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What is SAD?

SAD or Seasonal Affective Disorder is also known as the winter blues.


However it is a lot more complex than that and perhaps the nickname waters down our perceptions of a very real and very serious disorder.

Why is SAD serious?

SAD is actually a type of depression. It is, however, not a year long fixture but comes and goes in a seasonal pattern. Usually it is at it's worst during the winter months and at it's best during summer. Hence the nickname 'winter blues'. But it can be experienced during summertime.


The reason I feel calling it the winter blues is watering the subject down is because I feel it is just like calling post natal depression the baby blues. The misconception is that people suffering with SAD just feel a little low, or blue, during winter. But similar to the concept of just feeling a little sad, or blue, after having had a baby it is so much, much more serious than that.


SAD is type of depression, I repeat, a type of depression. It comes with the same episodes and seriousness as all other types of depression do and can affect your life in the same ways.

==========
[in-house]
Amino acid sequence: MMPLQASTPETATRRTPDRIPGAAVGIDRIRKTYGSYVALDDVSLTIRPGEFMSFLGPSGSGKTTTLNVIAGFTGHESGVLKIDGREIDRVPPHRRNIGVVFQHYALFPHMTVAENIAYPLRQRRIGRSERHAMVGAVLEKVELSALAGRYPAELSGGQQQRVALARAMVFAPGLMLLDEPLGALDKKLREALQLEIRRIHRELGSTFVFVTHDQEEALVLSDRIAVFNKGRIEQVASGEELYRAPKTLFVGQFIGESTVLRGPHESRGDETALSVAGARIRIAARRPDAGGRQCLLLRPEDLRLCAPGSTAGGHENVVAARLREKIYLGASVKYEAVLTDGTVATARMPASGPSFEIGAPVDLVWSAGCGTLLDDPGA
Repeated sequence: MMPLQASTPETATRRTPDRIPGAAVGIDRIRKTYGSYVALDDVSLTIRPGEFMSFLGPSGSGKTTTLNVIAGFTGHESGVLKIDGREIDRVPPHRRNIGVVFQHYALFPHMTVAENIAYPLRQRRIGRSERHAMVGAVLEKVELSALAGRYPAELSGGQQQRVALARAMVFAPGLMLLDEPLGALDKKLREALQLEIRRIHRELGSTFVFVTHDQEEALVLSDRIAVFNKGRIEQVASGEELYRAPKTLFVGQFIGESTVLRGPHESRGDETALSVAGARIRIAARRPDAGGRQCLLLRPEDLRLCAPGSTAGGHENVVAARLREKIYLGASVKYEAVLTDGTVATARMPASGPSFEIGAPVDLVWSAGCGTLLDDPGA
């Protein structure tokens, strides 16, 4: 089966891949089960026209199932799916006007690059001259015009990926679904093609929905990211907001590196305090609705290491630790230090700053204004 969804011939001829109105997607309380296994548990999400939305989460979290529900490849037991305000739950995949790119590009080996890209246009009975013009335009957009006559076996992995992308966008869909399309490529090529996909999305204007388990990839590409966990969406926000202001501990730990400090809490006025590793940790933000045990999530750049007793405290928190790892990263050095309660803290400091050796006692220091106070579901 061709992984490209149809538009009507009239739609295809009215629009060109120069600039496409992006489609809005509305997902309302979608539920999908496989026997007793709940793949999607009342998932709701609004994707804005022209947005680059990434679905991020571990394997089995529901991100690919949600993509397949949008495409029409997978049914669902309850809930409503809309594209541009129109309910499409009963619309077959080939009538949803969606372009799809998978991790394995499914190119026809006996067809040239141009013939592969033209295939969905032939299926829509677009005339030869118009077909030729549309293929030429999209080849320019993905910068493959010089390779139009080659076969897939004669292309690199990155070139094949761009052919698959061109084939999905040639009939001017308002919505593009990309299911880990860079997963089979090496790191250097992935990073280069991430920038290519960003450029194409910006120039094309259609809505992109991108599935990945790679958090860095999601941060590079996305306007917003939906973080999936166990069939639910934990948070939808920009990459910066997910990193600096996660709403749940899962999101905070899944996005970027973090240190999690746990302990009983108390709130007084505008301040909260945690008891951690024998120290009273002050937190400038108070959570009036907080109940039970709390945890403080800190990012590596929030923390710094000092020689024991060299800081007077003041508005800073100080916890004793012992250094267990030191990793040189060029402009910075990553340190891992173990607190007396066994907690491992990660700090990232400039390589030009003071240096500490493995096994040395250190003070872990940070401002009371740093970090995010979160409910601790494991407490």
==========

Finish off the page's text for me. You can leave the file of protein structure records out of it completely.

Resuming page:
How do you treat SAD?

As SAD is type of dression it's treatment is very similar. You just might find you don't need, or can reduce, the interventions during the better months.


Main teatments include:

  • Talking therapies

  • Medication - antidepressants

  • Lifeswtyle changes

  • Self care

  • Light therapy


Why light therapy?

Light therapy is sometimes recommended due to the therory that is a lack of sunlight is the main cause of SAD, the NHS, however, doesn't provide this as it is all just a theory so you will have to sort your own out if you would like to try it. There is also some research to suggest that dawn therapy can be as effective, or even more, so than light therapy. So get yourself a light box or dawn simulator.


I think I might have SAD what do I do?

The first step is to go and see your GP. They will then make any neccassary referals and give treatment advice.


Self care and lifestyle changes are always a good place to start if you have a long wait to see your GP or you feel your symptoms are mild:

  • Find ways to manage stress levels

  • Get outside

  • Get as much natural sunlight as possible

  • Talk to someone

  • Exercise

  • Eat healthily

  • Get a good nights sleep

  • Keep a diary

  • Find ways to relax


Obviously if you are experiencing potentially dangerous intrusive thoughts seek help straight away.


Victoria xx


P.S.

Mind has a help line - 0300 123 3393, as do the Samaritans - 116 123. Call them...


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